Anna and The Apocalypse is a critically acclaimed Zombie Christmas musical, releasing in theatres on November 30, 2018. It is based on the BAFTA winning short film Zombie Musical, written and directed by Scottish director, Ryan McHenry.
Known for creating the popular vine Ryan Gosling Won’t Eat his Cereal, Ryan tragically passed in 2015 from late-stage bone cancer but dreamed of adapting Anna into a full-length feature – a feat accomplished with some help from his friends.
Coinciding with the film’s debut is a tie-in novel, co-authored by Katherine Turner and Barry Waldo. We got to interview the co-author, Barry Waldo last month, at NYCC 2018.
What inspired you to create this story?
Well, it’s a motion picture coming out November 30th. It’s a zombie Christmas Musical. And so the film itself, as we’ve been working on for a year and a half, starts getting in your blood. The team being the most amazing team I’ve ever worked with. One day we were sitting around the office and I said this really does belong in a YA book.
What makes your story different?
The musical element differentiates the film but when you’re writing a book the really challenge becomes:, there’s ten songs that communicate all kinds of emotions and story journeys. Once you take those out, you’re left with what’s printed here on the page. So our challenge as authors was to figure out how to bring out the same emotion those song deliver and feed them into the book. You have to be more descriptive character mindsets. Get inside deep with what they’re thinking in the moment. Now we did something unique because the film is a musical and we included a couple songs, very lightly – there’s a couple songs that are more comedic in nature which wrote themselves right into that moment in the story.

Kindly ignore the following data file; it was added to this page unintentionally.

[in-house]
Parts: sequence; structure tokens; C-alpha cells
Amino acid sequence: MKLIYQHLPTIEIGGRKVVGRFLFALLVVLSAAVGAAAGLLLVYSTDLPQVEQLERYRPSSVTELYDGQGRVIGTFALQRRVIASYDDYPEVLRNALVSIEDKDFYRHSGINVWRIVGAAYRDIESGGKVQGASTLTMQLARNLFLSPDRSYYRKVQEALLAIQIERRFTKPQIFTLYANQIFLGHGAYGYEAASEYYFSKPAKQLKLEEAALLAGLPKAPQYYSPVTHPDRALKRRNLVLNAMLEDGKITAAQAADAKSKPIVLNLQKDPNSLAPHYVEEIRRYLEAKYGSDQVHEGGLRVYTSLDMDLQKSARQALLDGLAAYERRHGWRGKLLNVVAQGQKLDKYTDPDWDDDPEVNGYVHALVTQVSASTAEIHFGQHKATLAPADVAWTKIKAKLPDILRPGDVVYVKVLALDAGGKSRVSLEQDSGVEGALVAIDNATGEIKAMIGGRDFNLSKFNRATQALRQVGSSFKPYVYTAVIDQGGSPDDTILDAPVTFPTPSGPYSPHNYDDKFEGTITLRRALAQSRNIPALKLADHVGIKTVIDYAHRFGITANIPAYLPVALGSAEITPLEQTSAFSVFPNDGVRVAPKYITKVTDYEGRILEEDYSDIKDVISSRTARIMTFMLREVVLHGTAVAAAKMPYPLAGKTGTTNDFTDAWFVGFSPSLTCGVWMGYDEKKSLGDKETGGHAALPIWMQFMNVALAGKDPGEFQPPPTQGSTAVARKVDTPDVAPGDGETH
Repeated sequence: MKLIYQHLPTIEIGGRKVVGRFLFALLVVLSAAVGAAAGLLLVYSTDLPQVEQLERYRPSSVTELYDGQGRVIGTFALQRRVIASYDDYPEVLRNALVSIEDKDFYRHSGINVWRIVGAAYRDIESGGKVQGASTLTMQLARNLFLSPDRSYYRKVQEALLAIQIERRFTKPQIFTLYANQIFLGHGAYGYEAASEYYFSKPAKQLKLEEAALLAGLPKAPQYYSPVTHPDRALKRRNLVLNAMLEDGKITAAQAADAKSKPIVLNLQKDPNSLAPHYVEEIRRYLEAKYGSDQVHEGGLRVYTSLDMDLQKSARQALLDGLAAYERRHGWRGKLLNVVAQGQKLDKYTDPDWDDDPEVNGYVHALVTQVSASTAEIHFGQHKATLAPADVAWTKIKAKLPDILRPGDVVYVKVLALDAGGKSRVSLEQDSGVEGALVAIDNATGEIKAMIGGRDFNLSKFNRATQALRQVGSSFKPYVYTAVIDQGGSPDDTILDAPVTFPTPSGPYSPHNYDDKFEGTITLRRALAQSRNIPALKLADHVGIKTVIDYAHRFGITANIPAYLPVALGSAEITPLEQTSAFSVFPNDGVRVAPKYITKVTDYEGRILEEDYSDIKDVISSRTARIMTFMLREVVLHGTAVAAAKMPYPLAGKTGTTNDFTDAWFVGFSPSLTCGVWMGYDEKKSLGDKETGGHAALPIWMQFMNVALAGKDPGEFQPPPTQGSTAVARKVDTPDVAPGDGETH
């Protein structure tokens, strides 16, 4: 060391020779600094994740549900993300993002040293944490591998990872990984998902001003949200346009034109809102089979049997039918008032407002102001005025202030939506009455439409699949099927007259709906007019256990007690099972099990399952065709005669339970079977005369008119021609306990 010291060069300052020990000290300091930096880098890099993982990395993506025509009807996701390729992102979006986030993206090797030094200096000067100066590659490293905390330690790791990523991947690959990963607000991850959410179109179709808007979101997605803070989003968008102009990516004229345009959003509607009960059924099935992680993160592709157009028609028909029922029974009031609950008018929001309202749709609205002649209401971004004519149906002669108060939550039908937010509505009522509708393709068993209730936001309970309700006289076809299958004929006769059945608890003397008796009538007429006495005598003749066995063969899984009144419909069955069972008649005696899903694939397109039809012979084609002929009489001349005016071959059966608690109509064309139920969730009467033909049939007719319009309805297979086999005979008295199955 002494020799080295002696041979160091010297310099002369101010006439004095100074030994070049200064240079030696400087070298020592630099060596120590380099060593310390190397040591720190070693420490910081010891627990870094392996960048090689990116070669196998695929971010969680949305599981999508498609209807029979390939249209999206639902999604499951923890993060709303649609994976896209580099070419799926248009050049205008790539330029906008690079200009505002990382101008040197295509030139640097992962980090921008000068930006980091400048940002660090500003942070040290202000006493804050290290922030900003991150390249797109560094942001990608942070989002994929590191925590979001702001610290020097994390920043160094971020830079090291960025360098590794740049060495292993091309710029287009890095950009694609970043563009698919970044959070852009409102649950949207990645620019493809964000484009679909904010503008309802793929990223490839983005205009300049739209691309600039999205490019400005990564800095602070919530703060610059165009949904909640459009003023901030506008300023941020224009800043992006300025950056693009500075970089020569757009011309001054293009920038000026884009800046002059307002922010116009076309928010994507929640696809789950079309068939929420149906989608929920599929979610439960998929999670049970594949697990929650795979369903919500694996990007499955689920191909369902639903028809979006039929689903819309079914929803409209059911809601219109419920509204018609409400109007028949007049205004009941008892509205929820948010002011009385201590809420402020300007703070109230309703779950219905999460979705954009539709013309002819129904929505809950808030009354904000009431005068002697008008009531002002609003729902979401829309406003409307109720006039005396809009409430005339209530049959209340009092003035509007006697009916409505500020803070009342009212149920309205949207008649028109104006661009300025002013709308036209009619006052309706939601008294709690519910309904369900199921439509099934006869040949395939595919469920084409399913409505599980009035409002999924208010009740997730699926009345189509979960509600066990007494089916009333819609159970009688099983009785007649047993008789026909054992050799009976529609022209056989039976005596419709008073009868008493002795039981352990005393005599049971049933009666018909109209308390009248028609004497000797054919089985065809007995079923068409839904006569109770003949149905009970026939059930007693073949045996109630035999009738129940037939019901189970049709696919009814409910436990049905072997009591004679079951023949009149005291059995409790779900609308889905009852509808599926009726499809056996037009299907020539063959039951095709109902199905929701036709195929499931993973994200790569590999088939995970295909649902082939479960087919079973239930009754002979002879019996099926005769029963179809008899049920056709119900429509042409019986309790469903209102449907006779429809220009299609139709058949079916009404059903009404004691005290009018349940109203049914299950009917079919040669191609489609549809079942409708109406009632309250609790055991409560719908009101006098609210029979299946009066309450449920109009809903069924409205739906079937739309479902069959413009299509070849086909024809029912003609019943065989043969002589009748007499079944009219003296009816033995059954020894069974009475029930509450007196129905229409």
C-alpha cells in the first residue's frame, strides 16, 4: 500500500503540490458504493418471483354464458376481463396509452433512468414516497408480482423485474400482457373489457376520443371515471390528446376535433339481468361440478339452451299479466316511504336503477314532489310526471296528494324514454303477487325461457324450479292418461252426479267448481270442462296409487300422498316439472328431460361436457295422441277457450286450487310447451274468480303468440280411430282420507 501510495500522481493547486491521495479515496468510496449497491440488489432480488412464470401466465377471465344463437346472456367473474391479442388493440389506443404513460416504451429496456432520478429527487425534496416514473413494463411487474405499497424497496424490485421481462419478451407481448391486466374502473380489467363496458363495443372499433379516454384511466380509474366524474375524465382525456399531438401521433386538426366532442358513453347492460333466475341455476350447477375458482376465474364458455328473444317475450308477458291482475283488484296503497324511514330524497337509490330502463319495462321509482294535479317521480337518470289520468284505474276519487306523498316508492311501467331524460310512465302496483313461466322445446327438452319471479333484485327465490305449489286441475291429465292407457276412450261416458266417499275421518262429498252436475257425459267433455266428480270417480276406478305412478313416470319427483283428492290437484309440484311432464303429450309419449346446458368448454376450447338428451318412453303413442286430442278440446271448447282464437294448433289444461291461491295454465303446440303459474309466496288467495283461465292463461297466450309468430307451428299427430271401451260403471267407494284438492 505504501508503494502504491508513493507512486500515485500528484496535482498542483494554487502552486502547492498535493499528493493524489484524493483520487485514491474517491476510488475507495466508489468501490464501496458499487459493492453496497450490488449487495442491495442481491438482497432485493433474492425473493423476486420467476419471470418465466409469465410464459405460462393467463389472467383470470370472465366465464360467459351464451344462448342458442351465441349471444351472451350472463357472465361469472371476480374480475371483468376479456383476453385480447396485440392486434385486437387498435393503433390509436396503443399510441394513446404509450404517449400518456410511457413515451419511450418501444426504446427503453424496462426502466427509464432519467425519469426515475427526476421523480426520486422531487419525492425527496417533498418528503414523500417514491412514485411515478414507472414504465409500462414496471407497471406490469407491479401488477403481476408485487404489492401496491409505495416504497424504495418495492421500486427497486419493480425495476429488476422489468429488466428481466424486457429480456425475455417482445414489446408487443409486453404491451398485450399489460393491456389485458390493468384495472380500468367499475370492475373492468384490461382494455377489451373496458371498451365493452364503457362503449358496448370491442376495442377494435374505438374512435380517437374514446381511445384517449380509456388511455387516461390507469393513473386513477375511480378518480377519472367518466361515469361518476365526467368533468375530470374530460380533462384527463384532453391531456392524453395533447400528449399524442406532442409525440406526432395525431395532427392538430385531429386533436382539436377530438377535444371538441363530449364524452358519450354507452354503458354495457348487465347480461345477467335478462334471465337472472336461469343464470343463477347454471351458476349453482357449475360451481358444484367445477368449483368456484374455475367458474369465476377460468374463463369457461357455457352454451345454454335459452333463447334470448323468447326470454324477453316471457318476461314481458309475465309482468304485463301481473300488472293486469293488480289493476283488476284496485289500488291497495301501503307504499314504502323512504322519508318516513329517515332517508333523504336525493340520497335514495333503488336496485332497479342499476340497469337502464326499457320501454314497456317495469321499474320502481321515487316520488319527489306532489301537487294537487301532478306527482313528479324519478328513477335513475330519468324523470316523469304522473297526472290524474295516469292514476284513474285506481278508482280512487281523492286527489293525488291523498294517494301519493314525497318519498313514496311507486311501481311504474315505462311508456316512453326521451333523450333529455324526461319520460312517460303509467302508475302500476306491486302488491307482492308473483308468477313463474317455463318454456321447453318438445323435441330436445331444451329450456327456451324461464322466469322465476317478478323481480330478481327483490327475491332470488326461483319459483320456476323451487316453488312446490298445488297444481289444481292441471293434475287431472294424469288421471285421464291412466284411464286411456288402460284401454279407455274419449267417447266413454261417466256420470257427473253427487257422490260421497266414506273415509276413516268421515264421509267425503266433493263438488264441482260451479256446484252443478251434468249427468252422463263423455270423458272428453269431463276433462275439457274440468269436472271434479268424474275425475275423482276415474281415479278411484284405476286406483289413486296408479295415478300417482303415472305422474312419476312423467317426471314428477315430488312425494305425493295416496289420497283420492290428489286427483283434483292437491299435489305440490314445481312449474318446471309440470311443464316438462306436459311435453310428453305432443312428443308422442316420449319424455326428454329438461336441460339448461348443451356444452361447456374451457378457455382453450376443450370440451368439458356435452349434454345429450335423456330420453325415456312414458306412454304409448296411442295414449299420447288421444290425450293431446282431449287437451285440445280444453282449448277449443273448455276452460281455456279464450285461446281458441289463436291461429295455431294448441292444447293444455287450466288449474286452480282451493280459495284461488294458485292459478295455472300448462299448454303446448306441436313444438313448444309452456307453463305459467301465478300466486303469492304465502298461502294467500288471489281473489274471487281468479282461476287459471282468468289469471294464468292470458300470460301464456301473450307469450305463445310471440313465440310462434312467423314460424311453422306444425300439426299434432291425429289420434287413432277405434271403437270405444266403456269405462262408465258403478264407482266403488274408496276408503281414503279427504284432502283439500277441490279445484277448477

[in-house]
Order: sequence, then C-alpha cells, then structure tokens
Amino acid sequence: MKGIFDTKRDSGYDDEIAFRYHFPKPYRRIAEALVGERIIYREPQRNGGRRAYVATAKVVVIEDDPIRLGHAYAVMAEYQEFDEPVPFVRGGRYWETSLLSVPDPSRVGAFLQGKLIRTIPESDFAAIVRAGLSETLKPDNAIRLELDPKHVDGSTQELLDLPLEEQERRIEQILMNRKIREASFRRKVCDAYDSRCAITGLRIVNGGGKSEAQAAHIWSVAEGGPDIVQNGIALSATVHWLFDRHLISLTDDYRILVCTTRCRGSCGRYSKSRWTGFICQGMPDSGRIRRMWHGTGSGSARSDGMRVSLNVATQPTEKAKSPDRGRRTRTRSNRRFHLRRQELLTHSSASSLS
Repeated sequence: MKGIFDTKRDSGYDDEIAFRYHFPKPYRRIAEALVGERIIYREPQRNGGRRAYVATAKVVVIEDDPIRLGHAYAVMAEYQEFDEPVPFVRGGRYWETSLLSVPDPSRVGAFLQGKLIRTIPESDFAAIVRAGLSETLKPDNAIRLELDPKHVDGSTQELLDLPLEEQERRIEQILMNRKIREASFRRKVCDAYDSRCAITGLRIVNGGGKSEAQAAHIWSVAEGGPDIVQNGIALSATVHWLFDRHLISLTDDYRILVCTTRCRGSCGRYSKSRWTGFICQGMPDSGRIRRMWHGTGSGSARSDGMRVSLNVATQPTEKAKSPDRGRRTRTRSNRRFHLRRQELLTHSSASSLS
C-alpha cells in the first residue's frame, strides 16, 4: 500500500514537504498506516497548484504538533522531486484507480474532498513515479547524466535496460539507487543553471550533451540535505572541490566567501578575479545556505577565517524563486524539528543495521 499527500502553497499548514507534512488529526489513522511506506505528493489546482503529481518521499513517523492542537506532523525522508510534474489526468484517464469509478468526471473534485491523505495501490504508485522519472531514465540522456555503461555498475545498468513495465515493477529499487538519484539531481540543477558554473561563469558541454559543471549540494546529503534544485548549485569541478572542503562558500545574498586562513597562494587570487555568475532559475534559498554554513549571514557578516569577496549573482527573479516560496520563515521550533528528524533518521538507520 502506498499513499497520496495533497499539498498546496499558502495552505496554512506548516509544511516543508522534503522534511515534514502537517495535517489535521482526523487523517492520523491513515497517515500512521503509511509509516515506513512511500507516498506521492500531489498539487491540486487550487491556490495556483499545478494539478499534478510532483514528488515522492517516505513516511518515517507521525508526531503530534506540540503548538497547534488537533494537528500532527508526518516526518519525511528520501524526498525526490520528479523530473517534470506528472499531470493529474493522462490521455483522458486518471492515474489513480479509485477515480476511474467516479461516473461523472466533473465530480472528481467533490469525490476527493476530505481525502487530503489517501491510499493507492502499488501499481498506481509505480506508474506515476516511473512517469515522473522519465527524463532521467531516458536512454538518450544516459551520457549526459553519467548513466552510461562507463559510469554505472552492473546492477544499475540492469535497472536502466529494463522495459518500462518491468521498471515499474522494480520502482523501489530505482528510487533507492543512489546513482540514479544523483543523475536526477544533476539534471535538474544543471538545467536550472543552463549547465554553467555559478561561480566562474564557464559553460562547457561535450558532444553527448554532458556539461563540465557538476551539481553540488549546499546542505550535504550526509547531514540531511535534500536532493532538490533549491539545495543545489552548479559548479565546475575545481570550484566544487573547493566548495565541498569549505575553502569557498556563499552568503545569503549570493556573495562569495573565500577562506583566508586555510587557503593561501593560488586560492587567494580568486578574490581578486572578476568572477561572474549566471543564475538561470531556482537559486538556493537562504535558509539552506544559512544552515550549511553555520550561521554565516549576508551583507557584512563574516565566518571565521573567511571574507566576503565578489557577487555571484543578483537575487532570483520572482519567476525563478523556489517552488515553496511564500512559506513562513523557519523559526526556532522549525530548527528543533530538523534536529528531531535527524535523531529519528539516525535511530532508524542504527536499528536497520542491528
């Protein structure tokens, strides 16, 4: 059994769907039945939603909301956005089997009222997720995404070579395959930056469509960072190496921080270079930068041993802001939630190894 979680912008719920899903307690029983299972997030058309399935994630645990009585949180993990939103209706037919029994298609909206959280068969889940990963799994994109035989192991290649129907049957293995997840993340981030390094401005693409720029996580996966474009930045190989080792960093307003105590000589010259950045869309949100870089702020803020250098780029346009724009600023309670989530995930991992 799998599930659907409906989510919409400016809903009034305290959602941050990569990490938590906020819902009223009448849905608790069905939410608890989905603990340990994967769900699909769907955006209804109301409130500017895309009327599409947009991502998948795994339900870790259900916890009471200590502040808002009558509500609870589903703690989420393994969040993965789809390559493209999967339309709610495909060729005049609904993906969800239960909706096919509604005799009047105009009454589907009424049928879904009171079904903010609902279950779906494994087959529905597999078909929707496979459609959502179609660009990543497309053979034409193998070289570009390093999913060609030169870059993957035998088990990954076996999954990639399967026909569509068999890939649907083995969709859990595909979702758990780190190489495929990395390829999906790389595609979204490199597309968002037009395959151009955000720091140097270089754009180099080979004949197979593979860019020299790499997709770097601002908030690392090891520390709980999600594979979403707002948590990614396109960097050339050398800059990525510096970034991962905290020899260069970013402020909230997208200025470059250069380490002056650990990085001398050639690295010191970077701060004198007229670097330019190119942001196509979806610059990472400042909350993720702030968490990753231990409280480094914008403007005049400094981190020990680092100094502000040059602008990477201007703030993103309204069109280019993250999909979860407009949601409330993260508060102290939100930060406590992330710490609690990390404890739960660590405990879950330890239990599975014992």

How much of the setting influences the nature of the story?
As we got deeper into it, we want to make sure that it gave the proper nod to Scotland. We wanted to make sure we kept the essence, and that’s very much the essence of the film. However, what we didn’t want to alienate the rest of the world… we wanted to make sure readers could relate to the story no matter where they were in the world, and so you’ll see several weather references in it. When you live in Scotland, pretty much what you talk about all the time is the weather, and we wanted to keep that element of it in the book.
What was it about the story that inspired you to get this made?
It all started with Ryan McHenry. Ryan passed away at an early age, and his friends saw this as a mission to take this vision forward and see the project reach its full fruition. I think that by spending so much time with the team, it also made me feel incredibly passionate… I never had the chance to meet Ryan, but I feel like I’m now as part of the team, carrying the burden of making sure we bring this to the world and show his vision and see it all the way through.
If you could leave a word of advice for any aspiring authors what would it be?